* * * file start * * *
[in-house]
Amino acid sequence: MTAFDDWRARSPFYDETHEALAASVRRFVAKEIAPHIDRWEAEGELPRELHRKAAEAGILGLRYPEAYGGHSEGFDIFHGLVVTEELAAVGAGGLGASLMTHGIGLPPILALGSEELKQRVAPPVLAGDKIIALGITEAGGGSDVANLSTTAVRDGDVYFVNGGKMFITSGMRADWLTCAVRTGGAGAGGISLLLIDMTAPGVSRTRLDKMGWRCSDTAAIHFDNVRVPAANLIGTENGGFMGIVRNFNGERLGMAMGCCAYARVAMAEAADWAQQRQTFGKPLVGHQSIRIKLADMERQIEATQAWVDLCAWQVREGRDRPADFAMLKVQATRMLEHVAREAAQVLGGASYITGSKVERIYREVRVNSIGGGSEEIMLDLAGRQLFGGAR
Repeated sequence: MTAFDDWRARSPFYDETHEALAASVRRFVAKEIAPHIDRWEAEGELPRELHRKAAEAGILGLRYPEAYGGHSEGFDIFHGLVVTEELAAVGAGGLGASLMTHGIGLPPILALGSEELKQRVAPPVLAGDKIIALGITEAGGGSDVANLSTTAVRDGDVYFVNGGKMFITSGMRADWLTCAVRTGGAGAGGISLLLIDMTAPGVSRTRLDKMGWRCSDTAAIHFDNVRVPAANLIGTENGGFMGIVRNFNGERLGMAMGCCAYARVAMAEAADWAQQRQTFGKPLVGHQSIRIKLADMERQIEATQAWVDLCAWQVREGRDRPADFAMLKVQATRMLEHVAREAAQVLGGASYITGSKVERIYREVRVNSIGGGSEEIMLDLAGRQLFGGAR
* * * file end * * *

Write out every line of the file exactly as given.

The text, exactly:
[in-house]
Amino acid sequence: MTAFDDWRARSPFYDETHEALAASVRRFVAKEIAPHIDRWEAEGELPRELHRKAAEAGILGLRYPEAYGGHSEGFDIFHGLVVTEELAAVGAGGLGASLMTHGIGLPPILALGSEELKQRVAPPVLAGDKIIALGITEAGGGSDVANLSTTAVRDGDVYFVNGGKMFITSGMRADWLTCAVRTGGAGAGGISLLLIDMTAPGVSRTRLDKMGWRCSDTAAIHFDNVRVPAANLIGTENGGFMGIVRNFNGERLGMAMGCCAYARVAMAEAADWAQQRQTFGKPLVGHQSIRIKLADMERQIEATQAWVDLCAWQVREGRDRPADFAMLKVQATRMLEHVAREAAQVLGGASYITGSKVERIYREVRVNSIGGGSEEIMLDLAGRQLFGGAR
Repeated sequence: MTAFDDWRARSPFYDETHEALAASVRRFVAKEIAPHIDRWEAEGELPRELHRKAAEAGILGLRYPEAYGGHSEGFDIFHGLVVTEELAAVGAGGLGASLMTHGIGLPPILALGSEELKQRVAPPVLAGDKIIALGITEAGGGSDVANLSTTAVRDGDVYFVNGGKMFITSGMRADWLTCAVRTGGAGAGGISLLLIDMTAPGVSRTRLDKMGWRCSDTAAIHFDNVRVPAANLIGTENGGFMGIVRNFNGERLGMAMGCCAYARVAMAEAADWAQQRQTFGKPLVGHQSIRIKLADMERQIEATQAWVDLCAWQVREGRDRPADFAMLKVQATRMLEHVAREAAQVLGGASYITGSKVERIYREVRVNSIGGGSEEIMLDLAGRQLFGGAR